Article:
43. 43. Clough BF, Dixon P, Dalhaus O (1997) Allometric relationships for estimating biomass in multi-stemmed mangrove trees. Australian Journal of Botany 45: 1023–1031.
  44. 44. Cintrón G, Schaeffer Novelli Y (1984) Methods for studying mangrove structure. In: Snedacker SC, Snedaker JG, editors. The mangrove ecosystem: research methods. Paris: UNESCO. pp. 91–113.
  45. 45. Smith TJ III, Whelan KR (2006) Development of allometric relations for three mangrove species in South Florida for use in the Greater Everglades Ecosystem restoration. Wetlands Ecology and Management 14: 409–419.
  46. 46. Day JW, Conner WH, Ley-Lou F, Day RH, Navarro AM (1987) The productivity and composition of mangrove forests, Laguna de Términos, Mexico. Aquatic Botany 27: 267–284.
  47. 47. Fromard F, Puig H, Mougin E, Marty G, Betoulle JL, et al. (1998) Structure, above-ground biomass and dynamics of mangrove ecosystems: new data from French Guiana. Oecologia 115: 39–53.
  48. 48. Clough BF, Scott K (1989) Allometric relationships for estimating above-ground biomass in six mangrove species. Forest Ecology and Management 27: 117–127.
  49. 49. Clough B, Dixon P, Dalhaus O (1997) Allometric relationships for estimating biomass in multi-stemmed mangrove trees. Australian Journal of Botany 45: 1023–1031.
  50. 50. Cleary MB, Pendall E, Ewers BE (2008) Testing sagebrush allometric relationships across three fire chronosequences in Wyoming, USA. Journal of Arid Environments 72: 285–301.
  51. 51. Uresk DW, Gilbert RO, Rickard WH (1977) Sampling big sagebrush for phytomass. Journal of Range Management 30: 311–314.
  52. 52. Northup BK, Zitzer SF, Archer S, McMurtry CR, Boutton TW (2005) Above-ground biomass and carbon and nitrogen content of woody species in a subtropical thornscrub parkland. Journal of Arid Environments 62: 23–43.
  53. 53. McClaran MP, McMurtry CR, Archer SR (2013) A tool for estimating impacts of woody encroachment in arid grasslands: allometric equations for biomass, carbon and nitrogen content in Prosopis velutina. Journal of Arid Environments 88: 39–42.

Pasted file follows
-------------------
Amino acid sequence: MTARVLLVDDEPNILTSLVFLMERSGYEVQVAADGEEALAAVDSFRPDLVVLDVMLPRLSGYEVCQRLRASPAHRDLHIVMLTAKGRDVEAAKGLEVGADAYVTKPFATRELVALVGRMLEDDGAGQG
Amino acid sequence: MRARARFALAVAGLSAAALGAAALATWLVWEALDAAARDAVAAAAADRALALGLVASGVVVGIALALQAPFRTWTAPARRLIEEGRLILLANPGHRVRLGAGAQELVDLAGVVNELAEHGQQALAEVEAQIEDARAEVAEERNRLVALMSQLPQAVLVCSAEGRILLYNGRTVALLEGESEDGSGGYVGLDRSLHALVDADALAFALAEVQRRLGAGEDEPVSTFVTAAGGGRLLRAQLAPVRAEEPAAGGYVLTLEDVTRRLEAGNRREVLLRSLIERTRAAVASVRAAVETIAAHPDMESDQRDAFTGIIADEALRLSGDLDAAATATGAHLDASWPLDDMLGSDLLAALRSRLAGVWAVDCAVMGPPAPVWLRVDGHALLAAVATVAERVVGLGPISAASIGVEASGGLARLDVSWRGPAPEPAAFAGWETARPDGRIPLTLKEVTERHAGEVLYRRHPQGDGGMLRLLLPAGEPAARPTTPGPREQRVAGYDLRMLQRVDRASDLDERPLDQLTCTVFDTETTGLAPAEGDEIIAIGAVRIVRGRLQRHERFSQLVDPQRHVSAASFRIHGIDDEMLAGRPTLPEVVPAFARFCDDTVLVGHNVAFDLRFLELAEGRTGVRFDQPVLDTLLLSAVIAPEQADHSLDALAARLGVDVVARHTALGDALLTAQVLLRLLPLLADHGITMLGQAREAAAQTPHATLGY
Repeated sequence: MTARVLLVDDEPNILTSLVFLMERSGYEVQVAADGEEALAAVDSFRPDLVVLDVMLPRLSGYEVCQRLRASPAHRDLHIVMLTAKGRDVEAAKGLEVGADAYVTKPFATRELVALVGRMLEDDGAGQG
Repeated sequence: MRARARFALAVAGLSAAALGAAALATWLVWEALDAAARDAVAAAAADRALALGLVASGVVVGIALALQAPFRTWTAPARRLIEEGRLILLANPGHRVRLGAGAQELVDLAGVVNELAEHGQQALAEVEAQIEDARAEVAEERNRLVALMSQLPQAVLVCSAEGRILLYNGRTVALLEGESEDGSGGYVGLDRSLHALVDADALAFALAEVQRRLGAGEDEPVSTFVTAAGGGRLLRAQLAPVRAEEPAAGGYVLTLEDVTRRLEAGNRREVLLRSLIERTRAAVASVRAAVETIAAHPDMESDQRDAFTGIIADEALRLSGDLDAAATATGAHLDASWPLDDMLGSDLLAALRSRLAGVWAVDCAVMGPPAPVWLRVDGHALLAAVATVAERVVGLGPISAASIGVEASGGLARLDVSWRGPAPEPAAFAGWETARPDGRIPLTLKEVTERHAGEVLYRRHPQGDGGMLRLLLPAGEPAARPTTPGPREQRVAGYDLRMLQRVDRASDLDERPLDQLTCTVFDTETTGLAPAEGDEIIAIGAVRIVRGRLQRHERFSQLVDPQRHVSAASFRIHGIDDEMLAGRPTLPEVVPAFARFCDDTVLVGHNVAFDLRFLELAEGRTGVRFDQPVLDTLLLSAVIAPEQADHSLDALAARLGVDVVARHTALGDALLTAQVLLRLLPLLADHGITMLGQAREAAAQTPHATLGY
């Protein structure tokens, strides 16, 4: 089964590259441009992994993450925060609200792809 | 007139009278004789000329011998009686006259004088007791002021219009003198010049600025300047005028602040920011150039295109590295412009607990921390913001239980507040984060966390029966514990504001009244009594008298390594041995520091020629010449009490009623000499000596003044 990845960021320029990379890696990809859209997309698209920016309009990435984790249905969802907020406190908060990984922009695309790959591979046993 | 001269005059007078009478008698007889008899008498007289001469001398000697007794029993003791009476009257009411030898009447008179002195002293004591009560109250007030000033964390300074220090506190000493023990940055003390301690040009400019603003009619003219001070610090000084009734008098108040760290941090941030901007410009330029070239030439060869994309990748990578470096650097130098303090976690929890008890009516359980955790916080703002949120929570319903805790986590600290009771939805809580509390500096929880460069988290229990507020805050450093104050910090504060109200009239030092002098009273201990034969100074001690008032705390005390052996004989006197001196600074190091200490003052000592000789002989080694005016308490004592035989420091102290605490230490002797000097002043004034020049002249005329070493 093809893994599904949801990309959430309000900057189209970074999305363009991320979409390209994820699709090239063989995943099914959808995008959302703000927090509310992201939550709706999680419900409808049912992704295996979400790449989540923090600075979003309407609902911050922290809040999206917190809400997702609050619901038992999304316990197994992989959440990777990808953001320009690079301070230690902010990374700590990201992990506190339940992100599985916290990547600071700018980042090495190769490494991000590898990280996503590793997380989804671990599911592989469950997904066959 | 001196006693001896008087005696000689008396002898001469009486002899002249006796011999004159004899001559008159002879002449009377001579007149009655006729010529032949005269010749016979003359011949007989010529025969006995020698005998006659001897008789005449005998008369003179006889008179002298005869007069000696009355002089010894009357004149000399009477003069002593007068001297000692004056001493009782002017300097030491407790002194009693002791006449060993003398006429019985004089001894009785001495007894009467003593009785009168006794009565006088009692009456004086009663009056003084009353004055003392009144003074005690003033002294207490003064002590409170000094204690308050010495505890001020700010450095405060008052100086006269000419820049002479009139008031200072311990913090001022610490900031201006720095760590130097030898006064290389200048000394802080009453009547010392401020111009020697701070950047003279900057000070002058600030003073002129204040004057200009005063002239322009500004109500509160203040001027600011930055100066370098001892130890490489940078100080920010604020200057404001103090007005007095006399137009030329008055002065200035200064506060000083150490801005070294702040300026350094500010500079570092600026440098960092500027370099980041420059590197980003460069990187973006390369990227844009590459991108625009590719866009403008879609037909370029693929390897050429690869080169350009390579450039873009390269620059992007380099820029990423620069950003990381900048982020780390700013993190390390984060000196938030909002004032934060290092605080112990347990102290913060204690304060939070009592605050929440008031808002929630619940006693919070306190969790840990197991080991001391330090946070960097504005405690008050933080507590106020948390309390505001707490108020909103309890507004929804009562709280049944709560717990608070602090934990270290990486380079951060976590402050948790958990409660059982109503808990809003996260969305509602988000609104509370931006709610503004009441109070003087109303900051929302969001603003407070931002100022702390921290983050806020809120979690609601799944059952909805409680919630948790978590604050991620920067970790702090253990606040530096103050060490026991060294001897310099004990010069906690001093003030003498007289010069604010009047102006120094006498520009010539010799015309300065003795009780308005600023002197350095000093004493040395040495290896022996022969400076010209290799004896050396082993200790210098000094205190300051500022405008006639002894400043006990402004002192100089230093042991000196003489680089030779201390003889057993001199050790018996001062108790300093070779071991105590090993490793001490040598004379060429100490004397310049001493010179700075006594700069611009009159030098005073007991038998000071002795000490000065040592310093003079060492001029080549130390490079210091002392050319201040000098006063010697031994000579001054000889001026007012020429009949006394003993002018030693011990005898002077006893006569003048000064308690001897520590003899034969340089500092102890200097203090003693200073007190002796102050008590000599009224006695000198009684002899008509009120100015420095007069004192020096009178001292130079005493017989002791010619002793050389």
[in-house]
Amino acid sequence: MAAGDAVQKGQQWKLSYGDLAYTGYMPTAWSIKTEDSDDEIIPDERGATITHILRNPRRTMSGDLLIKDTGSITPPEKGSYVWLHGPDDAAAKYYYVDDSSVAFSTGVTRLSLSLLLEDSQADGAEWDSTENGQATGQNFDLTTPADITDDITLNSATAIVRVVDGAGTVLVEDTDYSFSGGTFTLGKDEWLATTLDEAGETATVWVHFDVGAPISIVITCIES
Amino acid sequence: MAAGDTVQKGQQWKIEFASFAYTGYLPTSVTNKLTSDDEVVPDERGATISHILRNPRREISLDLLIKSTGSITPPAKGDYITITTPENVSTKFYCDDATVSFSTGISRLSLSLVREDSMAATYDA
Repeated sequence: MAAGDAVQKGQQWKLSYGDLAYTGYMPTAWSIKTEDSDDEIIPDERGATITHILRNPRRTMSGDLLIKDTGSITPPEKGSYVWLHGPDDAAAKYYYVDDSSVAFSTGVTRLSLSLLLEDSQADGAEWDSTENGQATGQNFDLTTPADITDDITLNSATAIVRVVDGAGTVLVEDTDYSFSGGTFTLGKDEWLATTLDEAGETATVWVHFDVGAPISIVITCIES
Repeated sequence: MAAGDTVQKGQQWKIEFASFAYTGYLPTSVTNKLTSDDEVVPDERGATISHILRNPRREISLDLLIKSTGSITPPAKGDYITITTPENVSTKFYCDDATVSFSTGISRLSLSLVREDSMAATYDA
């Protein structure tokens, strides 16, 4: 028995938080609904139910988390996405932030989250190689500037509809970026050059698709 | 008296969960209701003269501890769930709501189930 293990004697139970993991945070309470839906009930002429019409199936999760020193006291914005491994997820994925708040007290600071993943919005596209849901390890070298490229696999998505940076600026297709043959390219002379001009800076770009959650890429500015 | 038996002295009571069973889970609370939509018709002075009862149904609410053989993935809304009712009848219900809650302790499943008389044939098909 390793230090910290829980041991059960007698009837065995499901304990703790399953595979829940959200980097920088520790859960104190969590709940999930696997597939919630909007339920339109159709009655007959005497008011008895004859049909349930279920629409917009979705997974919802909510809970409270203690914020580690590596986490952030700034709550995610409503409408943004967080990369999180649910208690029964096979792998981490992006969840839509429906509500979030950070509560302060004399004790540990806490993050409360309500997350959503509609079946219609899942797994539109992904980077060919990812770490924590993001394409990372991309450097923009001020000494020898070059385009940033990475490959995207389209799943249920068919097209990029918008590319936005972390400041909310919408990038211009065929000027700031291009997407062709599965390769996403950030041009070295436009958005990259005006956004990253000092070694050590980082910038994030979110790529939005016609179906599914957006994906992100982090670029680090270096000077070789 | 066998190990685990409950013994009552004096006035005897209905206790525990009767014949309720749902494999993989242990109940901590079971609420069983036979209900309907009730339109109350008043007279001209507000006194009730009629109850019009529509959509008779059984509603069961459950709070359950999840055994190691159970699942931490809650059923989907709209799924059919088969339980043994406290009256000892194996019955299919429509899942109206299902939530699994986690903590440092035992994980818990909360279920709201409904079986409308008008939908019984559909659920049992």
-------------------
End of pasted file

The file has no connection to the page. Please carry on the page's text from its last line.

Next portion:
54. 54. Woodroffe CD (1985) Studies of a mangrove basin, Tuff Crater, New Zealand: I. Mangrove biomass and production of detritus. Estuarine, Coastal and Shelf Science 20: 265–280.
  55. 55. Ross MS, Ruiz PL, Telesnicki GJ, Meeder JF (2001) Estimating above-ground biomass and production in mangrove communities of Biscayne National Park, Florida (USA). Wetlands Ecology and Management 9: 27–37.
  56. 56. Coronado-Molina C, Day JW, Reyes E, Perez BC (2004) Standing crop and aboveground biomass partitioning of a dwarf mangrove forest in Taylor River Slough, Florida. Wetlands Ecology and Management 12: 157–164.
  57. 57. Parvaresh H, Parvaresh E, Zahedi G (2012) Establishing allometric relationship using crown diameter for the estimation of above-ground biomass of grey mangrove, Avicennia Marina (Forsk) Vierh in mangrove forests of Sirik, Iran. Journal of Basic and Applied Scientific Research 2: 1763–1769.
  58. 58. Patterson S, McKee KL, Mendelssohn IA (1997) Effects of tidal inundation and predation on Avicennia germinans seedling establishment and survival in a sub-tropical mangal/salt marsh community. Mangroves and Salt Marshes 1: 103–111.
  59. 59. Stagg CL, Mendelssohn IA (2011) Controls on resilience and stability in a sediment-subsidized salt marsh. Ecological Applications 21: 1731–1744.
  60. 60. Krauss KW, McKee KL, Hester MW (2014) Water use characteristics of black mangrove (Avicennia germinans) communities along an ecotone with marsh at a northern geographical limit. Ecohydrology 7: 354–365.
  61. 61. Alleman LK, Hester MW (2011) Refinement of the fundamental niche of black mangrove (Avicennia germinans) seedlings in Louisiana: applications for restoration. Wetlands Ecology and Management 19: 47–60.